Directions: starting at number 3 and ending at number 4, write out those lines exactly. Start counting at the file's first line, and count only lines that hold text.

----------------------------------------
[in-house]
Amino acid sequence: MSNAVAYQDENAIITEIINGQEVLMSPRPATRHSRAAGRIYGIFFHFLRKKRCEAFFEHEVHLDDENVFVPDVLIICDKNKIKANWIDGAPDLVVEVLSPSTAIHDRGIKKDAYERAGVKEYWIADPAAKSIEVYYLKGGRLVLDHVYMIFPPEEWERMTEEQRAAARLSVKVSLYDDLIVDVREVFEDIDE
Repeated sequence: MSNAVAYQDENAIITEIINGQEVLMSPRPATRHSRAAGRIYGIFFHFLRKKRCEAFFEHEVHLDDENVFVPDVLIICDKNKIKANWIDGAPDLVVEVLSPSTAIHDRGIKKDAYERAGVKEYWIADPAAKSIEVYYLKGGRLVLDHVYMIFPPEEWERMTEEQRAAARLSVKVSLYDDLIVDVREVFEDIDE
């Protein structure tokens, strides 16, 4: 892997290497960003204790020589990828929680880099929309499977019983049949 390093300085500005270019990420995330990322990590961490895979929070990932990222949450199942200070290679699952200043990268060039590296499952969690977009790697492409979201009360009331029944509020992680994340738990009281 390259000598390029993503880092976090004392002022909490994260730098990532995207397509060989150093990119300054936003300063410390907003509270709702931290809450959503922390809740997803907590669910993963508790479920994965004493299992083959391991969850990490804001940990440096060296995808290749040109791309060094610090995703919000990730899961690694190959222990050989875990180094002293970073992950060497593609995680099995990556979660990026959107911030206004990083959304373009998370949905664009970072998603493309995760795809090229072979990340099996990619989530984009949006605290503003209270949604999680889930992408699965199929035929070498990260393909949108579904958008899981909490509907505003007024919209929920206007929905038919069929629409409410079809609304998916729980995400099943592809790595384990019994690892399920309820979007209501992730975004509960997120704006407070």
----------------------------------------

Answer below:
Repeated sequence: MSNAVAYQDENAIITEIINGQEVLMSPRPATRHSRAAGRIYGIFFHFLRKKRCEAFFEHEVHLDDENVFVPDVLIICDKNKIKANWIDGAPDLVVEVLSPSTAIHDRGIKKDAYERAGVKEYWIADPAAKSIEVYYLKGGRLVLDHVYMIFPPEEWERMTEEQRAAARLSVKVSLYDDLIVDVREVFEDIDE
């Protein structure tokens, strides 16, 4: 892997290497960003204790020589990828929680880099929309499977019983049949 390093300085500005270019990420995330990322990590961490895979929070990932990222949450199942200070290679699952200043990268060039590296499952969690977009790697492409979201009360009331029944509020992680994340738990009281 390259000598390029993503880092976090004392002022909490994260730098990532995207397509060989150093990119300054936003300063410390907003509270709702931290809450959503922390809740997803907590669910993963508790479920994965004493299992083959391991969850990490804001940990440096060296995808290749040109791309060094610090995703919000990730899961690694190959222990050989875990180094002293970073992950060497593609995680099995990556979660990026959107911030206004990083959304373009998370949905664009970072998603493309995760795809090229072979990340099996990619989530984009949006605290503003209270949604999680889930992408699965199929035929070498990260393909949108579904958008899981909490509907505003007024919209929920206007929905038919069929629409409410079809609304998916729980995400099943592809790595384990019994690892399920309820979007209501992730975004509960997120704006407070």